Durham Women go from rags to riches in FA Women's Championship
New Ferens Park image: Roger Smith (cc-by-sa/2.0)
When founding South Durham and Cestria Girls in 2006, thoughts of competing in the same league with Manchester United crossed no one's mind. Twelve years later that is the reality. Cestria Girls and Durham University's merger in 2014 produced Durham WFC. The Wildcats compete in the in FA Women’s Championship.
Compete is the operative word. In fourth, they're only two points behind the rampant Red Devils and the only team to have beaten the Mancunians. Ever. Okay, it's United's first season in women's football but still. The truly impressive part is that Durham manage all this as the only club not affiliated with a men's side.
Championship rules allow players to be on part-time contracts. Durham's players all balance work or full-time study alongside playing football.
Durham’s top scorer this season is Beth Hepple. She has been with the club from the Cestria days. The 22-year-old's seven goals in 12 games play a big role in the club’s position. The attacking midfielder netted in the 3-1 win over Manchester United. Her form made her December's Championship Player of the Month.
Zoe Ness is a club mainstay, too. Six goals in nine games highlight her ability.
Sarah Wilson captains the Wildcats. The defender juggles football with work as an NVQ tutor. The 27-year-old previously played for Icelandic club Úevalsdeild.
Lee Sanders began the Cestria project when his 12-year-old daughter need a team. Twelve years later, he is on the verge of managing a top-flight club. Unlike many modern managers, Sanders responsibilities are not limited to coaching the team. Alongside planning training sessions, picking the team and scouting the opposition, his weekly tasks also include booking travel and hotels for away trips and even printing the names and numbers on the match shirts.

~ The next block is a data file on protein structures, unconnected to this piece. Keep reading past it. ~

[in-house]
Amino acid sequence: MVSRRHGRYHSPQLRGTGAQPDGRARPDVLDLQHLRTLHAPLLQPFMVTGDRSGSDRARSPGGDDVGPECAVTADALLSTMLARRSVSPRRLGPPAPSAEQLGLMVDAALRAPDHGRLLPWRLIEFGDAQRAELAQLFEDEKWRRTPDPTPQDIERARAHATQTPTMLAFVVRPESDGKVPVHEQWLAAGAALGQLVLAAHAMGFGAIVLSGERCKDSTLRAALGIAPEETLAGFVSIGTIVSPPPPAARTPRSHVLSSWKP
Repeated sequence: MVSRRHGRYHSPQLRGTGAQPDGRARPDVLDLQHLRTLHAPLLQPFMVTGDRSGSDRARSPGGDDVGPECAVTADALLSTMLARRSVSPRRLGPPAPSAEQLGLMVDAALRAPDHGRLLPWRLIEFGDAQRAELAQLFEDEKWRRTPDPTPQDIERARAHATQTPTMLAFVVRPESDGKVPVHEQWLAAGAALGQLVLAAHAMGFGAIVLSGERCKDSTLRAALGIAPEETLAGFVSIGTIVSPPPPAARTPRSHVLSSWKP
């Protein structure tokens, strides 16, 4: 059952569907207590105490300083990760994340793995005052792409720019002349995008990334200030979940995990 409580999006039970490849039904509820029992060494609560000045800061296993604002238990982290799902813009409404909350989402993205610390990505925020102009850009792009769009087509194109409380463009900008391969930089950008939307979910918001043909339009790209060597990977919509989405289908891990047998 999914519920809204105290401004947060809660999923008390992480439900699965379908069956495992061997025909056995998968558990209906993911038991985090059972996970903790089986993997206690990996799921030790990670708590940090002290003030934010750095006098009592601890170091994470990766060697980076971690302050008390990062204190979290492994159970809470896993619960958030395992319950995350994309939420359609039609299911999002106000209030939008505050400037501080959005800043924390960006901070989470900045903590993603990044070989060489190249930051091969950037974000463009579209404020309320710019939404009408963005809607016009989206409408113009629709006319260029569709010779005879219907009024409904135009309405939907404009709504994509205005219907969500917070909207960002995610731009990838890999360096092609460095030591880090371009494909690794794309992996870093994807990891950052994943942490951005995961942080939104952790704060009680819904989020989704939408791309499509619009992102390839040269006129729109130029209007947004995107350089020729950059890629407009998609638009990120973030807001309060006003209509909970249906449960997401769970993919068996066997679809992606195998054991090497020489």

With no backing from male counterparts, it’s not hard to believe that the Wildcats operate on of the lowest budgets in the Championship. Despite this, they still compete as equals against teams such as Tottenham Hotspur, Manchester United and Aston Villa. Hotel stays are commonplace for the team due to their remote location. Their nearest away game is Sheffield United. The club must be savvy with its spending.
Some of the big teams travel in luxury coaches. We take nine-seater mini-vans and then we play them off the park. I don’t have anybody coming in at the start of the season saying ‘here’s a pot of cash’ and we can’t just turn around and say ‘can we have more please’ because it doesn’t exist. We’re just clever with it. You cut your cloth to suit, don’t you? The players are well looked after, we stay in decent hotels, but at the same time they’re either students or they work and this is their passion. This is why they do it.
Durham aims to finish as high as they possibly can in the league this season. Two promotion places to the Super League are available and they are well within range. Promotion would mean a change around the club. Super League rules require clubs to offer fulltime contracts. The team must either find a partner or benefactor to make the leap.
The Wildcats have proved that football is not all about money and big names. It’s about people coming together, believing in the project and working collectively towards the final goal. If that continues, then New Ferens Park will have an opportunity to host the likes of Arsenal and Chelsea sooner rather than later.
Durham’s next fixture in the Women’s Championship sees them host Aston Villa at noon today.